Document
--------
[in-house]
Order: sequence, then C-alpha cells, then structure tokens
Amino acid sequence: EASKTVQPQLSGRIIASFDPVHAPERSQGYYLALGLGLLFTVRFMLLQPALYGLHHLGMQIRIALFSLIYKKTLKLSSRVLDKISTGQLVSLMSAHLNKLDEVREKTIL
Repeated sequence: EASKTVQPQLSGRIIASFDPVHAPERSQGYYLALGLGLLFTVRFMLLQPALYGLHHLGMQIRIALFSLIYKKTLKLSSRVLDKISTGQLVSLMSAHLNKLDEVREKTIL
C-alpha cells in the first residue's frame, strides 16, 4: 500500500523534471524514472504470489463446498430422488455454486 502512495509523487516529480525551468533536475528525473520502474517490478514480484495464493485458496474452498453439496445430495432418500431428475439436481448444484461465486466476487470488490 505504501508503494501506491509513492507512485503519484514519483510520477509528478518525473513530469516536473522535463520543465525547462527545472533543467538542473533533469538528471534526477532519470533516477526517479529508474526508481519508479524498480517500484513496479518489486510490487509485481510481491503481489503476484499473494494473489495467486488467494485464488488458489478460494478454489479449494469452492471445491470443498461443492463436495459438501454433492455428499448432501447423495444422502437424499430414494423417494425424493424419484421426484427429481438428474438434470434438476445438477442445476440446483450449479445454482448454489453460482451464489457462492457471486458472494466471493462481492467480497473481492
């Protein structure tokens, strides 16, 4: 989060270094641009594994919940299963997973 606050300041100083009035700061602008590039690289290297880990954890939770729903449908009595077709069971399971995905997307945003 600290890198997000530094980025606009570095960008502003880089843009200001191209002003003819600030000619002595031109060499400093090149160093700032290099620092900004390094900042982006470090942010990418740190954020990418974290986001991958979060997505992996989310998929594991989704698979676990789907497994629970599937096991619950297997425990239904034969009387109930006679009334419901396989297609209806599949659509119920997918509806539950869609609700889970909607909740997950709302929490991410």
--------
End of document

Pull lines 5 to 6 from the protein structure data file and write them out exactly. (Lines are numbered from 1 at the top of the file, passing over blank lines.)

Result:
C-alpha cells in the first residue's frame, strides 16, 4: 500500500523534471524514472504470489463446498430422488455454486 502512495509523487516529480525551468533536475528525473520502474517490478514480484495464493485458496474452498453439496445430495432418500431428475439436481448444484461465486466476487470488490 505504501508503494501506491509513492507512485503519484514519483510520477509528478518525473513530469516536473522535463520543465525547462527545472533543467538542473533533469538528471534526477532519470533516477526517479529508474526508481519508479524498480517500484513496479518489486510490487509485481510481491503481489503476484499473494494473489495467486488467494485464488488458489478460494478454489479449494469452492471445491470443498461443492463436495459438501454433492455428499448432501447423495444422502437424499430414494423417494425424493424419484421426484427429481438428474438434470434438476445438477442445476440446483450449479445454482448454489453460482451464489457462492457471486458472494466471493462481492467480497473481492
């Protein structure tokens, strides 16, 4: 989060270094641009594994919940299963997973 606050300041100083009035700061602008590039690289290297880990954890939770729903449908009595077709069971399971995905997307945003 600290890198997000530094980025606009570095960008502003880089843009200001191209002003003819600030000619002595031109060499400093090149160093700032290099620092900004390094900042982006470090942010990418740190954020990418974290986001991958979060997505992996989310998929594991989704698979676990789907497994629970599937096991619950297997425990239904034969009387109930006679009334419901396989297609209806599949659509119920997918509806539950869609609700889970909607909740997950709302929490991410």